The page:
Hospital medicine is fortunate to have many very dedicated and professionally centered doctors who work enthusiastically to both provide excellent care to their patients and work to make their own practice and their hospital a better place. I am lucky to practice with many of them in our practice in Bellevue, Wash.
Explore this issue:November 2011
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Yet a significant portion of hospitalists have chosen this work because they’re looking for relatively-low-commitment work. In essence, they see themselves as dating their practice rather than marrying it. Some of them might even say, “I thought I wanted a career. It turns out all I wanted was a paycheck.”
Most are skilled clinicians who find the energy to do a good job for the patients under their care but don’t have a mindset of owning their practice and investing time in making it perform better.
This gives rise to a dilemma: How can a practice turn these perfectly capable physicians into meaningfully engaged participants in the hospitalist practice itself and the hospital as a whole? What about a salary bonus based on good citizenship? Would that cause them to become more engaged and committed?
There is voluminous research and a whole row of books at your local Barnes & Noble that address these questions more completely that I can, so I’ll just share some real-world experience and insights from one book.
What Might a Citizenship Bonus Look Like?
There are a number of ways to consider designing a citizenship bonus. At a previous SHM practice-management course, Win Whitcomb, MD, MHM, presented one example from Mercy Medical Center in Springfield, Mass. (see Figure 1).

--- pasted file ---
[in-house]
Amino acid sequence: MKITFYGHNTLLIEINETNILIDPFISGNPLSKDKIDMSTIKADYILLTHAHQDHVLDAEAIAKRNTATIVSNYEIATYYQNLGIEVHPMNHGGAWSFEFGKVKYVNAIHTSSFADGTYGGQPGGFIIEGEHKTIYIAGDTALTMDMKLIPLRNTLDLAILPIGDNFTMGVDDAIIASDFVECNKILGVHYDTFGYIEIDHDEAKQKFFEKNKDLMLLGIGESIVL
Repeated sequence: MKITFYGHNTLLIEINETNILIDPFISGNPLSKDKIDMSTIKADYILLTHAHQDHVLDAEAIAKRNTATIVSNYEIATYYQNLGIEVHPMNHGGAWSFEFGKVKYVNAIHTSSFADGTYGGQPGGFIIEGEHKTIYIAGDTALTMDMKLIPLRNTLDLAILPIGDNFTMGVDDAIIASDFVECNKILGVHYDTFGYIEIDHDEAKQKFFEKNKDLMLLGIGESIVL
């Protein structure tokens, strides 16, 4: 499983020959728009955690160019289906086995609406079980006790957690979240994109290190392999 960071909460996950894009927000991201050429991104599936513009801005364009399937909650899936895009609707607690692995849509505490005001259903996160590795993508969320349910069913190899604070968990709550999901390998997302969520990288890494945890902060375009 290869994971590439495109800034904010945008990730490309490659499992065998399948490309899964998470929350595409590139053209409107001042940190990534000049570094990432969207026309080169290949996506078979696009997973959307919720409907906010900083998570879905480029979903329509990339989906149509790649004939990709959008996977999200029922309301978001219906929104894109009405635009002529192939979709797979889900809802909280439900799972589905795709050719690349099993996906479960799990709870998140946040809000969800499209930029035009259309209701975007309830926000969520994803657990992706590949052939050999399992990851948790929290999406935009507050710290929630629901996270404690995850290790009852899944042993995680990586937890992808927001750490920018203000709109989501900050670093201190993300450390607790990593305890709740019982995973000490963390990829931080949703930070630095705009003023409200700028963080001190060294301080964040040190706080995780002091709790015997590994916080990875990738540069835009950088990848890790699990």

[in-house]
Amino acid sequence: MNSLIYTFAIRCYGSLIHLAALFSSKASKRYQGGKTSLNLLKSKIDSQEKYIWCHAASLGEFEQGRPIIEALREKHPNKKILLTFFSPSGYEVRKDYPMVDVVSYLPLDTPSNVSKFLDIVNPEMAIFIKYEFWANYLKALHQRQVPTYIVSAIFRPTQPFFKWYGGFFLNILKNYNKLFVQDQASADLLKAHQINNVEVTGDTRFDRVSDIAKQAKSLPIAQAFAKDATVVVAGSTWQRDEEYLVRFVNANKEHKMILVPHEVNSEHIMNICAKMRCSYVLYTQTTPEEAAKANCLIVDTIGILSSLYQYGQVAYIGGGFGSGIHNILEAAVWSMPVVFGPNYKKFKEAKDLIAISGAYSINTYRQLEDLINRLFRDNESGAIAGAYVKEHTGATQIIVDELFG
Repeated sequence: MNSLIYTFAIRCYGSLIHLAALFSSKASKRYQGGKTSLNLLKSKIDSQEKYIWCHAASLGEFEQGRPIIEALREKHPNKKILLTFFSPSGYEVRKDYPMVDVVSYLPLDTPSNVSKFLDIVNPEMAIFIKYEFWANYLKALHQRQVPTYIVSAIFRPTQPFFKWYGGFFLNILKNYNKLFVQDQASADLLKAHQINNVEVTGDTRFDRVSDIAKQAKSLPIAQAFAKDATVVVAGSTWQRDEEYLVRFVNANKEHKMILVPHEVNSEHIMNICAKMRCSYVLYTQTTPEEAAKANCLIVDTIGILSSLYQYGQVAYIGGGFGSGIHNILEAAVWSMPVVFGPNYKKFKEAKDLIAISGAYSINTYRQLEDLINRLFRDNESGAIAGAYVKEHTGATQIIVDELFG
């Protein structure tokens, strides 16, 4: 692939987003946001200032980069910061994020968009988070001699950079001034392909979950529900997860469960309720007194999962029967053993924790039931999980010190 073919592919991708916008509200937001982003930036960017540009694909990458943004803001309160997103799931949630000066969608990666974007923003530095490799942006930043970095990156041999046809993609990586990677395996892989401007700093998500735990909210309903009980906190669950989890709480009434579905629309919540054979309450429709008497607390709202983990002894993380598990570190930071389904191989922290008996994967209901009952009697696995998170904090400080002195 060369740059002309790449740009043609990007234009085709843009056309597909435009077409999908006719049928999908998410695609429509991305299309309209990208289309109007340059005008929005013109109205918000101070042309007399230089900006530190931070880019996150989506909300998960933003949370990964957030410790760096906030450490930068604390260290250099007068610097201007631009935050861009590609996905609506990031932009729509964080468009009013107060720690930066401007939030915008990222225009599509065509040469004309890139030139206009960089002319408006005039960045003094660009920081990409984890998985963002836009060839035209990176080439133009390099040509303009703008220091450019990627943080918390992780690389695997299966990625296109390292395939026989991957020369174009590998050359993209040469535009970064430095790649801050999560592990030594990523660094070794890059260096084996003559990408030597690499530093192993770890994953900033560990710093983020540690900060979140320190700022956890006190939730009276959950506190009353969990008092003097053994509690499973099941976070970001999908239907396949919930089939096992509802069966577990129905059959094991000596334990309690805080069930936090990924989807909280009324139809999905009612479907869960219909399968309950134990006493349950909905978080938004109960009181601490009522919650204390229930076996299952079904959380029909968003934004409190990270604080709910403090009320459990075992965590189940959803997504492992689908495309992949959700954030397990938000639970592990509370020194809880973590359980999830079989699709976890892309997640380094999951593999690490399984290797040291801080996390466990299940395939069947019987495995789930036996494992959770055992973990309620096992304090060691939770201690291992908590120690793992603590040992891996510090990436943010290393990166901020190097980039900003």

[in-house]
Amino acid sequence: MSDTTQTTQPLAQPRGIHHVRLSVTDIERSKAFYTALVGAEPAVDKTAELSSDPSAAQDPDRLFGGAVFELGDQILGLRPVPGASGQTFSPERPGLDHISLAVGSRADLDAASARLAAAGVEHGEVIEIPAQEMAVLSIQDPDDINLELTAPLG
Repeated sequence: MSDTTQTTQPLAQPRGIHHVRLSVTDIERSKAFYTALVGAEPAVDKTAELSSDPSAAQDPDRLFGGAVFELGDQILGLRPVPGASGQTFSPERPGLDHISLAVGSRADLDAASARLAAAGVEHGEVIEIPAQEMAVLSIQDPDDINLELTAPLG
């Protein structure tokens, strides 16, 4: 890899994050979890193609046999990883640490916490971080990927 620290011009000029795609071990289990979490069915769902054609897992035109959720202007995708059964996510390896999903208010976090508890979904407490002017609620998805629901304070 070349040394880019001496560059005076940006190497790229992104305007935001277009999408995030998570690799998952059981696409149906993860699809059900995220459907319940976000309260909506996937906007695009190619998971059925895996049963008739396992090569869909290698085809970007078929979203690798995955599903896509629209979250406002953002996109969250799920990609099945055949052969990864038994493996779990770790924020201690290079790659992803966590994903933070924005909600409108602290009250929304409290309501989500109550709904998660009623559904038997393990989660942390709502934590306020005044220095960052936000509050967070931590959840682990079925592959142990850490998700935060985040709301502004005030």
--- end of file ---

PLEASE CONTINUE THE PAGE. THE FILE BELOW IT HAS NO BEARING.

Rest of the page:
The following kinds of activities might be appropriate for a hospitalist to earn a citizenship bonus:
- Active participation on approved hospital committees (e.g. the pharmacy and therapeutic committees) and regular input from and feedback to the hospitalist group (e.g. via e-mail) about relevant activities of the committee;
- A project to improve clinical care (e.g. improved glycemic control, fall prevention, med reconciliation, discharge processes, readmission rates, ensuring follow-up of tests resulted after discharge, etc.);
- A project to improve business operations—for example, improve our billing/coding accuracy. Such a project could be to develop a new progress note template and collect data regarding its use and effectiveness;
- Work to improve communication and interaction with other hospital staff—for example, joint rounding with nurses, improve throughput, etc.; and
- Project(s) to increase the group’s social cohesion and engagement with hospital initiatives and goals.